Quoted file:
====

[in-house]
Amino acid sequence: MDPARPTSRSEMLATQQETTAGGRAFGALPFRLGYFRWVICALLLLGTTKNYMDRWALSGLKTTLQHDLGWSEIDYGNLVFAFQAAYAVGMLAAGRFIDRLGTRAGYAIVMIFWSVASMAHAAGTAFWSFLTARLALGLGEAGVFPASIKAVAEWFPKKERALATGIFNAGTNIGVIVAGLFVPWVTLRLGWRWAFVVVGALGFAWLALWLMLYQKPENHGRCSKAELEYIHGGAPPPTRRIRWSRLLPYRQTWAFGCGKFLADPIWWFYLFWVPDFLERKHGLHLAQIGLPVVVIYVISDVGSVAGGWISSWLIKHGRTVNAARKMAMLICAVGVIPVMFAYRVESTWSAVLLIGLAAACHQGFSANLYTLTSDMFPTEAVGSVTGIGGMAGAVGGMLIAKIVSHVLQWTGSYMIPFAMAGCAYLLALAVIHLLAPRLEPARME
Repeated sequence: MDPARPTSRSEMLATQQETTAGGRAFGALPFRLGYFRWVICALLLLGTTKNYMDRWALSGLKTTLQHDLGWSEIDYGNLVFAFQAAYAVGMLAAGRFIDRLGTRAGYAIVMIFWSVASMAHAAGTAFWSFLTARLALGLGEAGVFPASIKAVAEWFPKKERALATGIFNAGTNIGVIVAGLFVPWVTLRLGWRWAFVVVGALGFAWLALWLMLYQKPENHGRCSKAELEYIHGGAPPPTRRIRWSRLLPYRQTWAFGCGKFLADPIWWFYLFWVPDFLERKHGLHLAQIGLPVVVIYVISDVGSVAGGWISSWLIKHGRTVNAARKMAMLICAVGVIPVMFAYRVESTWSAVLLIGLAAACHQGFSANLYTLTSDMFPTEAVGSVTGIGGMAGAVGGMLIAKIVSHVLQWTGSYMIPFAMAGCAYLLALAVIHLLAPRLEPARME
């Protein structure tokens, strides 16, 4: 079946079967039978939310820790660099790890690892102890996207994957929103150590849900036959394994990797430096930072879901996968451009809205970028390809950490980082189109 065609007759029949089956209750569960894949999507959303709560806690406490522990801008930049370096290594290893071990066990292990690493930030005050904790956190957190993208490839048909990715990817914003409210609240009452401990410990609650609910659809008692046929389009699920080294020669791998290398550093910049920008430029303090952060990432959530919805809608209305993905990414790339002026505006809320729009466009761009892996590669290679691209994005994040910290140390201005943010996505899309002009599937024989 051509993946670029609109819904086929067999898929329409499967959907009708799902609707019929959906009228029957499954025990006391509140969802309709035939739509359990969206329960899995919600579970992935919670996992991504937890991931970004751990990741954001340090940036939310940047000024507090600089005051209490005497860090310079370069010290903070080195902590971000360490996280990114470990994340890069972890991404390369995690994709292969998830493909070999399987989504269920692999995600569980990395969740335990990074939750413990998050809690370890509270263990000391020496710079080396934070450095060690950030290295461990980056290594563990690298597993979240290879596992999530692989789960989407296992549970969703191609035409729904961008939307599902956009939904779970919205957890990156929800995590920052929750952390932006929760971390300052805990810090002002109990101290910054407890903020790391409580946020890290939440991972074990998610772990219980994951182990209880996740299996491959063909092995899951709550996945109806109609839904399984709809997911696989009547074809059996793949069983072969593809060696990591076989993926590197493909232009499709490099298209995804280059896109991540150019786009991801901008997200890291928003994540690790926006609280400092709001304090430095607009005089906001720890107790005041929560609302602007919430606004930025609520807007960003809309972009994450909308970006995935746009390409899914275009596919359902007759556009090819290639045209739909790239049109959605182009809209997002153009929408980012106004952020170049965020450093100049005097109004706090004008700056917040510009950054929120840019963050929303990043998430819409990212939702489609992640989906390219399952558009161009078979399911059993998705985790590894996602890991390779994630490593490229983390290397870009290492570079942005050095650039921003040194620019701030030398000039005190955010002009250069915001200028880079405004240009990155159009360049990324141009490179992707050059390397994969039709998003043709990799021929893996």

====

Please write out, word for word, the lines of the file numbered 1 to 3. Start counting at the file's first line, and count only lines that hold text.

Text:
[in-house]
Amino acid sequence: MDPARPTSRSEMLATQQETTAGGRAFGALPFRLGYFRWVICALLLLGTTKNYMDRWALSGLKTTLQHDLGWSEIDYGNLVFAFQAAYAVGMLAAGRFIDRLGTRAGYAIVMIFWSVASMAHAAGTAFWSFLTARLALGLGEAGVFPASIKAVAEWFPKKERALATGIFNAGTNIGVIVAGLFVPWVTLRLGWRWAFVVVGALGFAWLALWLMLYQKPENHGRCSKAELEYIHGGAPPPTRRIRWSRLLPYRQTWAFGCGKFLADPIWWFYLFWVPDFLERKHGLHLAQIGLPVVVIYVISDVGSVAGGWISSWLIKHGRTVNAARKMAMLICAVGVIPVMFAYRVESTWSAVLLIGLAAACHQGFSANLYTLTSDMFPTEAVGSVTGIGGMAGAVGGMLIAKIVSHVLQWTGSYMIPFAMAGCAYLLALAVIHLLAPRLEPARME
Repeated sequence: MDPARPTSRSEMLATQQETTAGGRAFGALPFRLGYFRWVICALLLLGTTKNYMDRWALSGLKTTLQHDLGWSEIDYGNLVFAFQAAYAVGMLAAGRFIDRLGTRAGYAIVMIFWSVASMAHAAGTAFWSFLTARLALGLGEAGVFPASIKAVAEWFPKKERALATGIFNAGTNIGVIVAGLFVPWVTLRLGWRWAFVVVGALGFAWLALWLMLYQKPENHGRCSKAELEYIHGGAPPPTRRIRWSRLLPYRQTWAFGCGKFLADPIWWFYLFWVPDFLERKHGLHLAQIGLPVVVIYVISDVGSVAGGWISSWLIKHGRTVNAARKMAMLICAVGVIPVMFAYRVESTWSAVLLIGLAAACHQGFSANLYTLTSDMFPTEAVGSVTGIGGMAGAVGGMLIAKIVSHVLQWTGSYMIPFAMAGCAYLLALAVIHLLAPRLEPARME